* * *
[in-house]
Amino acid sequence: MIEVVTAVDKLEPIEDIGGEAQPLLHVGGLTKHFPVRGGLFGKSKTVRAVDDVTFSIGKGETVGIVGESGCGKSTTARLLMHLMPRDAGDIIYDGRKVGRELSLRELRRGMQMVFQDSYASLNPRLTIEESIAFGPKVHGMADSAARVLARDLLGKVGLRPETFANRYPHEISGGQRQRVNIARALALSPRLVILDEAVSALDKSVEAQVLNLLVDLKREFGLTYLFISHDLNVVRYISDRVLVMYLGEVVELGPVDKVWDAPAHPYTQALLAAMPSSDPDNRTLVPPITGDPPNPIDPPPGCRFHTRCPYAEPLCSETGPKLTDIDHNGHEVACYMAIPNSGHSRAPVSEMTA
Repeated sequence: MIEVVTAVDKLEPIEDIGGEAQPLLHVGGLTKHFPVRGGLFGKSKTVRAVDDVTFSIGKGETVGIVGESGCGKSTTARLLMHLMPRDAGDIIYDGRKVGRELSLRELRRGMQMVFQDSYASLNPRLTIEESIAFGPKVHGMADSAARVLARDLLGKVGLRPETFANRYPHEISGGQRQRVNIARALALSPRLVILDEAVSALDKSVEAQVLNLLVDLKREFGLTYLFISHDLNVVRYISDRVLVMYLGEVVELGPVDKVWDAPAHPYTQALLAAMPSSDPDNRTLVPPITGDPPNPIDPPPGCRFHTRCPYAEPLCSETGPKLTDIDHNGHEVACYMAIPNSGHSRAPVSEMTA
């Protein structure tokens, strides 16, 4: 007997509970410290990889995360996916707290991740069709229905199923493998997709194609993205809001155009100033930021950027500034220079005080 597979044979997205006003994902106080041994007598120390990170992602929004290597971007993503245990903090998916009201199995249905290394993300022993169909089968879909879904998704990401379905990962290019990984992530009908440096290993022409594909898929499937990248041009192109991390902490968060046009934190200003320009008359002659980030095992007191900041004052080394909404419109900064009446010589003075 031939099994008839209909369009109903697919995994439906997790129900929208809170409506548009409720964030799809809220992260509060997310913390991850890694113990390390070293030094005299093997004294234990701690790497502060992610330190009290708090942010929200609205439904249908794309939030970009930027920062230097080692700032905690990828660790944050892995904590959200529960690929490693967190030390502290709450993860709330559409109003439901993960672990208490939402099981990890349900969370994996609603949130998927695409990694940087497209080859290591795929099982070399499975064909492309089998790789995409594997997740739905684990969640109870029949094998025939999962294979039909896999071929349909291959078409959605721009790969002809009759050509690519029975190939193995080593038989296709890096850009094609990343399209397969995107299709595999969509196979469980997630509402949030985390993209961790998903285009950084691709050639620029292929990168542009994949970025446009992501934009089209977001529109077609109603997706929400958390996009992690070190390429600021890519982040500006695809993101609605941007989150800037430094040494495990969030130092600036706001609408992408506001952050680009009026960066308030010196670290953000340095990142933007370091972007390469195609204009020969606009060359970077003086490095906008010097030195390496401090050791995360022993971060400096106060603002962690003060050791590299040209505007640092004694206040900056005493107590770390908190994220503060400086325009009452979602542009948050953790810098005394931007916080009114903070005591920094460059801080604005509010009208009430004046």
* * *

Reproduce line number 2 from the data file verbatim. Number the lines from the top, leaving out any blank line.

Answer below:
Amino acid sequence: MIEVVTAVDKLEPIEDIGGEAQPLLHVGGLTKHFPVRGGLFGKSKTVRAVDDVTFSIGKGETVGIVGESGCGKSTTARLLMHLMPRDAGDIIYDGRKVGRELSLRELRRGMQMVFQDSYASLNPRLTIEESIAFGPKVHGMADSAARVLARDLLGKVGLRPETFANRYPHEISGGQRQRVNIARALALSPRLVILDEAVSALDKSVEAQVLNLLVDLKREFGLTYLFISHDLNVVRYISDRVLVMYLGEVVELGPVDKVWDAPAHPYTQALLAAMPSSDPDNRTLVPPITGDPPNPIDPPPGCRFHTRCPYAEPLCSETGPKLTDIDHNGHEVACYMAIPNSGHSRAPVSEMTA